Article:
GPS Drawing or GPS Art is a type of art where artists use a GPS device to create a large-scale picture or pattern on a world map.
The art style consists of designs with different motifs, from animals to current affairs issues, to cartoon and real-life characters.
Yasushi Takahashi, also known as Yassan, got interested in geo-located media and began GPS Drawing. The Japanese artist had his first work authorised by Guinness World Records as the Largest GPS Drawing. The map he made in 2010 was 7,163.67km long, in which Yassan spelt “Marry Me” across the length of Japan to propose to his girlfriend. Fortunately, she said ‘yes’.
Fascinated by the idea of drawing with GPS, he has since published more than 1,300 courses. Courses are GPS art map plans and there are over 1,000 of them in gpsart.info, although most of them are located in Japan.
Even though there are no Google directions for the maps, you can look at them on your phone or print them out on paper.
With the help of Google Maps, you can even make your own GPS art without needing to step foot out of your door. Go to My Maps in Google and select create a new map. Pick a spot where you’d like to start drawing and mark out the main spots with the Marker. After that, you can use the Add directions button to create the directions for your points. If you would like to have separate letters, you can click Add layers.
If you prefer to run or bike your course instead, you can use any sort of GPS tracker app on your phone, or use a smartwatch to track your journey. The popular sport tracking apps are Strava and Relive. With a sport tracking app, you can even track and make GPS art by swimming.
Some artists prefer a printed-out map and a pencil alongside their GPS tracker. By having a physical copy of the map, they can sketch out the drawing first and mark down the main places they’d like to pass through. After that, they work on the details as they go about their route.
The website, strav.art, calls itself the Keeper of the Strava Art, and contains a wide collection of GPS art from all over the world (over 2,000 added each week), which you can also submit via the SEND! tab.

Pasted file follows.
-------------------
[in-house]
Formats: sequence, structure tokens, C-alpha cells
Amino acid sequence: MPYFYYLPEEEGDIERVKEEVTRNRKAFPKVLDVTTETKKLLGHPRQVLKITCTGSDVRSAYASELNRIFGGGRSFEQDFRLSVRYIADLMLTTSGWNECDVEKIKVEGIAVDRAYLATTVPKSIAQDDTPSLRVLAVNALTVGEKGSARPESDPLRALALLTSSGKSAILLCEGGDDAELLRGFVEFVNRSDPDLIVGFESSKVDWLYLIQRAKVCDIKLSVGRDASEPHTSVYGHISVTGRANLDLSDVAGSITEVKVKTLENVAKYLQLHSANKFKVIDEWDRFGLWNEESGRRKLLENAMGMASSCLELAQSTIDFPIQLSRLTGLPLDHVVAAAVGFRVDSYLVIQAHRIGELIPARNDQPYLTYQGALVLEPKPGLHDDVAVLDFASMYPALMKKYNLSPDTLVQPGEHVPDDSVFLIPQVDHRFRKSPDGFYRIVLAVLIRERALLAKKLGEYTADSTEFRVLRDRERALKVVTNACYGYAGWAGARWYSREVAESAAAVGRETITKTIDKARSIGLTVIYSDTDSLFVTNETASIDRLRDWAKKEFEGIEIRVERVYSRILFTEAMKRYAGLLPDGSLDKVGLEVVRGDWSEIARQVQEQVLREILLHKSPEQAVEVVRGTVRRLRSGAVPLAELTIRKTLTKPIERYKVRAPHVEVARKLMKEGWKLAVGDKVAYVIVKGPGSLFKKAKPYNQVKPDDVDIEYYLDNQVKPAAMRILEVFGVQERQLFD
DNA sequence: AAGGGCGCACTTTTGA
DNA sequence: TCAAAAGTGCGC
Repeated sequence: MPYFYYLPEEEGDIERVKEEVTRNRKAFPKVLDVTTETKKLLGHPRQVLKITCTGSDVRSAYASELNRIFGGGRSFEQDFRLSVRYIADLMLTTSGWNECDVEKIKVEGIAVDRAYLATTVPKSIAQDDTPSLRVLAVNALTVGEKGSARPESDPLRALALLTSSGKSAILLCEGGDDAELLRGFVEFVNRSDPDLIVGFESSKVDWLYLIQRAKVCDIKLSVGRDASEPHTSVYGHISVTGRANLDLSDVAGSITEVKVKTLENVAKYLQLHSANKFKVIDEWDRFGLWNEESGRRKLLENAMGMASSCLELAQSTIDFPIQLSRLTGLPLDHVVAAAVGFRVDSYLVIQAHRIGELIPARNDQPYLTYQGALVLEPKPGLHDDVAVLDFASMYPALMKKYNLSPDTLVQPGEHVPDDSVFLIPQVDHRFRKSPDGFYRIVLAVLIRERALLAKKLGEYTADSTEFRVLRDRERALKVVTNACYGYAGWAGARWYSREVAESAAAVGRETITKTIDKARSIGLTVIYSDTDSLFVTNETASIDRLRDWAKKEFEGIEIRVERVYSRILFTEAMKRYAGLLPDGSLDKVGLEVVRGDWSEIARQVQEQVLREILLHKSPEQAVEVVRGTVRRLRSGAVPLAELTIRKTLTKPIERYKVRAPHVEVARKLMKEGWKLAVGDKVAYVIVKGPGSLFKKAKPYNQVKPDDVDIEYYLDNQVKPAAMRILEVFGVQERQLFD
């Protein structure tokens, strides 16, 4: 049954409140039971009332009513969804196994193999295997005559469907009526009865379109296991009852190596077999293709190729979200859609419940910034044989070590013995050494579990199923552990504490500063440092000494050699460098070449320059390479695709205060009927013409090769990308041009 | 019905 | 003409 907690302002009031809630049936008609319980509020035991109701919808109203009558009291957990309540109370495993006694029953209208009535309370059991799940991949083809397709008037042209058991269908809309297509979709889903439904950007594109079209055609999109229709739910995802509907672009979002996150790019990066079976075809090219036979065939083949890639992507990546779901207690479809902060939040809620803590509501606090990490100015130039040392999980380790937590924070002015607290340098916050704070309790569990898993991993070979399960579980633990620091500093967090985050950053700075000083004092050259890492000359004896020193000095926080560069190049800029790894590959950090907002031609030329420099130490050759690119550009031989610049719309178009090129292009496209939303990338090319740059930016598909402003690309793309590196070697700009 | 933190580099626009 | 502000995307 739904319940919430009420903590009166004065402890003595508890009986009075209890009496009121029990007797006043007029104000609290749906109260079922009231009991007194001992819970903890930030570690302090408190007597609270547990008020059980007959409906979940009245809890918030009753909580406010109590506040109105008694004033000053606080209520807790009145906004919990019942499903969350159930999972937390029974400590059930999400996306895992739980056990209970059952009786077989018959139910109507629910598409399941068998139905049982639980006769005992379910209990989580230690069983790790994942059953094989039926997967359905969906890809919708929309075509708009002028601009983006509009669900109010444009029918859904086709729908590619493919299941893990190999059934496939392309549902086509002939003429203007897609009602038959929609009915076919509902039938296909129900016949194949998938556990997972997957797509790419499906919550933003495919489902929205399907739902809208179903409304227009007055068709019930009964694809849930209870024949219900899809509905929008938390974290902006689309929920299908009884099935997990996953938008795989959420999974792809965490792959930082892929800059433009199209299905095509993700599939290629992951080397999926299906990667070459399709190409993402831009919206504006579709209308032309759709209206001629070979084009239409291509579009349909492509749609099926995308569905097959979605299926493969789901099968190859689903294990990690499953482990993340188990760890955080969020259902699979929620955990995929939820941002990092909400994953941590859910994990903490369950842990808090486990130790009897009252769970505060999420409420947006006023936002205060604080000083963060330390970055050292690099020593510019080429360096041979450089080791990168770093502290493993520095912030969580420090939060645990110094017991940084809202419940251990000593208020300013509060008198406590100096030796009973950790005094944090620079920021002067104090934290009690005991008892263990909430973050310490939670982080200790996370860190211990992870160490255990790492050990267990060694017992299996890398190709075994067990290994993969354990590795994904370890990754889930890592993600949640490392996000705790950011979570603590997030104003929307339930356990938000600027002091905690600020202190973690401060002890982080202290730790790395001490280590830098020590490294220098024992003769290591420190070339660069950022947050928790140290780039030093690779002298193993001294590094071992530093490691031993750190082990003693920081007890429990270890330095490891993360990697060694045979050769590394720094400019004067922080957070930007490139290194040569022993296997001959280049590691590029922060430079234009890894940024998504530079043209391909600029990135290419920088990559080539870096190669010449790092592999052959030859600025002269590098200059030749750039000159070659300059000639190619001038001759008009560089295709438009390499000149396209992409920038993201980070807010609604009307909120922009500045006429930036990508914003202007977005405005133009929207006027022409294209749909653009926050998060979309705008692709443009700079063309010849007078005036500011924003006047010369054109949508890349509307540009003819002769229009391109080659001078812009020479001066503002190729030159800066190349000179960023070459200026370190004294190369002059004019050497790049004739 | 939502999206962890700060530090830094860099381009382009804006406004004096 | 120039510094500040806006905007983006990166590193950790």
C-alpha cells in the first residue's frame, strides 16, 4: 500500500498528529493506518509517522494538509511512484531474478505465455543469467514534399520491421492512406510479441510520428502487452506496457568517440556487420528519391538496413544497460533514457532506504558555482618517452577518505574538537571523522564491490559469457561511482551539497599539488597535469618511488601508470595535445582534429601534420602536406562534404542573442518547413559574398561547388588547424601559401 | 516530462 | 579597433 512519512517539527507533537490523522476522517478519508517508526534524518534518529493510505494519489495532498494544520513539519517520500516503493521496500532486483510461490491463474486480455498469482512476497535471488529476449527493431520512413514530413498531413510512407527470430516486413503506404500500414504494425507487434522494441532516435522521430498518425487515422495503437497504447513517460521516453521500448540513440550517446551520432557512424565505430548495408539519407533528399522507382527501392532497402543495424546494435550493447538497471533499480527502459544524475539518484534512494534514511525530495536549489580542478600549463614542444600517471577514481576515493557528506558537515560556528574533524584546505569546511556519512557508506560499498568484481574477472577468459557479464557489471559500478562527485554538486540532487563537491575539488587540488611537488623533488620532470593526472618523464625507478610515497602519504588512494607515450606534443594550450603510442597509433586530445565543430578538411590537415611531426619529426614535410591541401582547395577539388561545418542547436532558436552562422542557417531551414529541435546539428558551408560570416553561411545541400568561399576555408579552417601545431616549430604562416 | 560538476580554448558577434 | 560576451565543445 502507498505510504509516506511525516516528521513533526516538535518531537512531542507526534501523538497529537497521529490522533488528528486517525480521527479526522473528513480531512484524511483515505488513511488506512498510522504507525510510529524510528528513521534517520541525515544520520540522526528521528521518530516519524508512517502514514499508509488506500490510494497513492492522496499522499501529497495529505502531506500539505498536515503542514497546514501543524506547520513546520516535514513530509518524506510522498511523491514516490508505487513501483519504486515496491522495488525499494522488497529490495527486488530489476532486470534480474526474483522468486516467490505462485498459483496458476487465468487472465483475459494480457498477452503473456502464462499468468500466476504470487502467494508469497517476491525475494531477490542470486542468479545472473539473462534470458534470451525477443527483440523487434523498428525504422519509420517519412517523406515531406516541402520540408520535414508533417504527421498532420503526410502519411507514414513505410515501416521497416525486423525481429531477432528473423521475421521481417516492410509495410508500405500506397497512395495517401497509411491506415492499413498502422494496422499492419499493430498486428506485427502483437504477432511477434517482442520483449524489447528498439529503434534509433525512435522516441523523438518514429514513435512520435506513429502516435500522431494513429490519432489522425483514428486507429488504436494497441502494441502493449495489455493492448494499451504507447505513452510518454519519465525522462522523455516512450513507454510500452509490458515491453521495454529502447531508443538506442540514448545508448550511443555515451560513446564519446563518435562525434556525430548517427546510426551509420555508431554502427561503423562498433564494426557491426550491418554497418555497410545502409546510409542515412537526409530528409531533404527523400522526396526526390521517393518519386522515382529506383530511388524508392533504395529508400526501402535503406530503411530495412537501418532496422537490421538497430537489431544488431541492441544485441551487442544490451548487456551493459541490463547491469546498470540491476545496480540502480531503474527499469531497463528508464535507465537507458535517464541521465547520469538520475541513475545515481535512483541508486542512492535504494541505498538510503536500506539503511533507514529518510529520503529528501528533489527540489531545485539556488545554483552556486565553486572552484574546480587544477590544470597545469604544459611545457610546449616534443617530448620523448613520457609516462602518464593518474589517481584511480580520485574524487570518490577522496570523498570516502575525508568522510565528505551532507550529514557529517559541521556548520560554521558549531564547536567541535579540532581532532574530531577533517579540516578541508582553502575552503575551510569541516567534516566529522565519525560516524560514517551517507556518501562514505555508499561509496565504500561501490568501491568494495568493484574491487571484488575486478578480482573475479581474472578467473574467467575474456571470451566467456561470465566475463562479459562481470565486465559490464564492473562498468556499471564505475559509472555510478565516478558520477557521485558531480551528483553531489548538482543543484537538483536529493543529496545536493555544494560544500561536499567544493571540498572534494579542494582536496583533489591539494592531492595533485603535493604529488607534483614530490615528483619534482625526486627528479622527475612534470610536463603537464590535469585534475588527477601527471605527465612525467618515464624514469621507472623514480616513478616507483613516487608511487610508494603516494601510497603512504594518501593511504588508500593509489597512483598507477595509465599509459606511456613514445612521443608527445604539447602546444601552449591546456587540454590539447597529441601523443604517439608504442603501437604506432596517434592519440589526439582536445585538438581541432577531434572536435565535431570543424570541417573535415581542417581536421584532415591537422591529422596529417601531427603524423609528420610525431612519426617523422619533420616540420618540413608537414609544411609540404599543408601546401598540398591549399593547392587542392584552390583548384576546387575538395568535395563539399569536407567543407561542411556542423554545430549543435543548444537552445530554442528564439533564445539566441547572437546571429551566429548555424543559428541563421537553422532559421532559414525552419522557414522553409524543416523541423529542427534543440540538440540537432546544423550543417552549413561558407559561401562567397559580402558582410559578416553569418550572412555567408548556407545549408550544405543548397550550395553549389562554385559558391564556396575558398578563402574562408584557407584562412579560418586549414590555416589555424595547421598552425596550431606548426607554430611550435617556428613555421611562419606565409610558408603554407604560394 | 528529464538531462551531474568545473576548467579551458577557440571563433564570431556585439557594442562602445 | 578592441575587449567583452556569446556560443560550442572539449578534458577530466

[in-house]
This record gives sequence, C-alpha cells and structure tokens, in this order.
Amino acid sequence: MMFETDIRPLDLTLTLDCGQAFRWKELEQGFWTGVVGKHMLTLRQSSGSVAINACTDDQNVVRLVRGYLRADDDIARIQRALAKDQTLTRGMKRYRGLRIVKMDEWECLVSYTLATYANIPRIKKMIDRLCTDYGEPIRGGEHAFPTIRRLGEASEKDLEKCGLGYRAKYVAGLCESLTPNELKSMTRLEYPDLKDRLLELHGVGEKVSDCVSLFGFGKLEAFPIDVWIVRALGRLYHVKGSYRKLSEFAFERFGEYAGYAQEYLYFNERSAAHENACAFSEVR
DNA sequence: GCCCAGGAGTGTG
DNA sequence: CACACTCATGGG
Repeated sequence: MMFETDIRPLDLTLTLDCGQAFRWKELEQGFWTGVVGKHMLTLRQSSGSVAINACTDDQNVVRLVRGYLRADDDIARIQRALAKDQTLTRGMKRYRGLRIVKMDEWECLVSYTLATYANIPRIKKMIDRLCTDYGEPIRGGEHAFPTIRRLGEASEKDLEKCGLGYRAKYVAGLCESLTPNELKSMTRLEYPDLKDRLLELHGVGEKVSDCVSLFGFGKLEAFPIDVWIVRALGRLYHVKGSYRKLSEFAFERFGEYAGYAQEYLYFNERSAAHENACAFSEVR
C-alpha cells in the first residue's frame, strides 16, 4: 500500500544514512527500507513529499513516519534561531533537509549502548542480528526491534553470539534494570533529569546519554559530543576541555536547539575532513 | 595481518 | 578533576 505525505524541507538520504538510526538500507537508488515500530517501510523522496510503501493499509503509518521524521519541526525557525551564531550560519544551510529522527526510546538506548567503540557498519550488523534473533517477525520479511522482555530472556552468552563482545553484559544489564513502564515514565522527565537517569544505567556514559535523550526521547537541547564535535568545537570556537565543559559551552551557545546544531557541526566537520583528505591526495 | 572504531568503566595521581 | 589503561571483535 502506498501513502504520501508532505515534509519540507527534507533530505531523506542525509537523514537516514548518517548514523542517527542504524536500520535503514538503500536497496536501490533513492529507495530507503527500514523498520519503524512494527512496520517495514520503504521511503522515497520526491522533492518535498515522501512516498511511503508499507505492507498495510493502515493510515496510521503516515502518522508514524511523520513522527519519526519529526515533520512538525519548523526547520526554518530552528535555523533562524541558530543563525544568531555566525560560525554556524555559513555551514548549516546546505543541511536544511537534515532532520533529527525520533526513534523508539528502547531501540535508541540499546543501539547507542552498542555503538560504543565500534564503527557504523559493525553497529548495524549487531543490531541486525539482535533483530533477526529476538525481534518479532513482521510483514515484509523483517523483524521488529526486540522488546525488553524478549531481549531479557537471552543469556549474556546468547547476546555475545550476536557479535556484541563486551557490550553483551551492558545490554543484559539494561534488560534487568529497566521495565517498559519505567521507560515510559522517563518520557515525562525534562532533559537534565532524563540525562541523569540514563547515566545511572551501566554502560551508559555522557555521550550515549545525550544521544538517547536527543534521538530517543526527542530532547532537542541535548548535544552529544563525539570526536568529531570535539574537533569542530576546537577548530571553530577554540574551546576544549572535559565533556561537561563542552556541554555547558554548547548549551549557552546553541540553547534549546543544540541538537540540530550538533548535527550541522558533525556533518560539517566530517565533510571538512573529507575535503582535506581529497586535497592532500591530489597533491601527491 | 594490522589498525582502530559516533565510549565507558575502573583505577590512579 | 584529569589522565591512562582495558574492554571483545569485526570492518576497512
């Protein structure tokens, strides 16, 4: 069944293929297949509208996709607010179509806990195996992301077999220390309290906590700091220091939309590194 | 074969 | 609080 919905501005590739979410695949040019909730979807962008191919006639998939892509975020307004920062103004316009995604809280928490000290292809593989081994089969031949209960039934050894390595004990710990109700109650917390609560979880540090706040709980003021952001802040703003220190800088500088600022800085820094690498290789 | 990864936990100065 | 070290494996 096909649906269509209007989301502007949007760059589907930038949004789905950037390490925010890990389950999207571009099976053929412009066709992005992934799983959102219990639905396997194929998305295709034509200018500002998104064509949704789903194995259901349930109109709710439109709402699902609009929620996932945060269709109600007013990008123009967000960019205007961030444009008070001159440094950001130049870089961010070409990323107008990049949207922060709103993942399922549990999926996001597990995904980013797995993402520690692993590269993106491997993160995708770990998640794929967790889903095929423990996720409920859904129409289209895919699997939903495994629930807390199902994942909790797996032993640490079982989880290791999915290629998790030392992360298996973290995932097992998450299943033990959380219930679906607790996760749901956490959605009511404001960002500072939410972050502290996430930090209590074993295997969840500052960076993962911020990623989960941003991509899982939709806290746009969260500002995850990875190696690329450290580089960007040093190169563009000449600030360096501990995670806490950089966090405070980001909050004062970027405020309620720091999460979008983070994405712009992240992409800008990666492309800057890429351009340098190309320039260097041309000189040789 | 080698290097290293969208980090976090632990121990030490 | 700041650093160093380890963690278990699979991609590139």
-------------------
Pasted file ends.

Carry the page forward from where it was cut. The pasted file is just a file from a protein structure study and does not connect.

GPS art in water is usually found in open water such as a lake or the sea. However, only a very small minority of artists actually swim. One of the first known GPS drawings was made by Reid Stowe, titled The Odyssey of the Sea Turtle, which was an ocean drawing made using a sailboat in 1999. He spent 200 days at sea without stopping, and sailed in the shape of a giant sea turtle in the South Atlantic ocean.
For air drawings, some choose to use drones, and some even use their personal aircraft. This shows that there are endless ways you can make GPS art, whether on land, air, or sea.
During the lockdown, many Malaysians stopped exercising outdoors altogether because of the restrictions. Now that restrictions are loosening up, exercising outdoors again is possible. The new norm of exercising is virtual runs, where each runner completes the race in their own time without congregating like a normal marathon. With a GPS device, you can also make a GPS art to motivate you to exercise.
Besides the motivation to exercise, making GPS art maps can also be informative for people to visit the city. For example, the Cherry Blossom in Osaka Castle GPS art is a map that can be completed within the Osaka Castle grounds.
Since it has thousands of cherry blossoms planted, it’s one of the best cherry blossom viewing spots in the Kinki area. By following the map, you’d be able to check out all the excellent sightseeing spots.
Before you embark on your GPS art journey, make sure you understand the length of your course and have the required endurance as well as a fully-charged phone. If you’re planning to drive a car to make a large piece of GPS art, make sure you obey all traffic laws.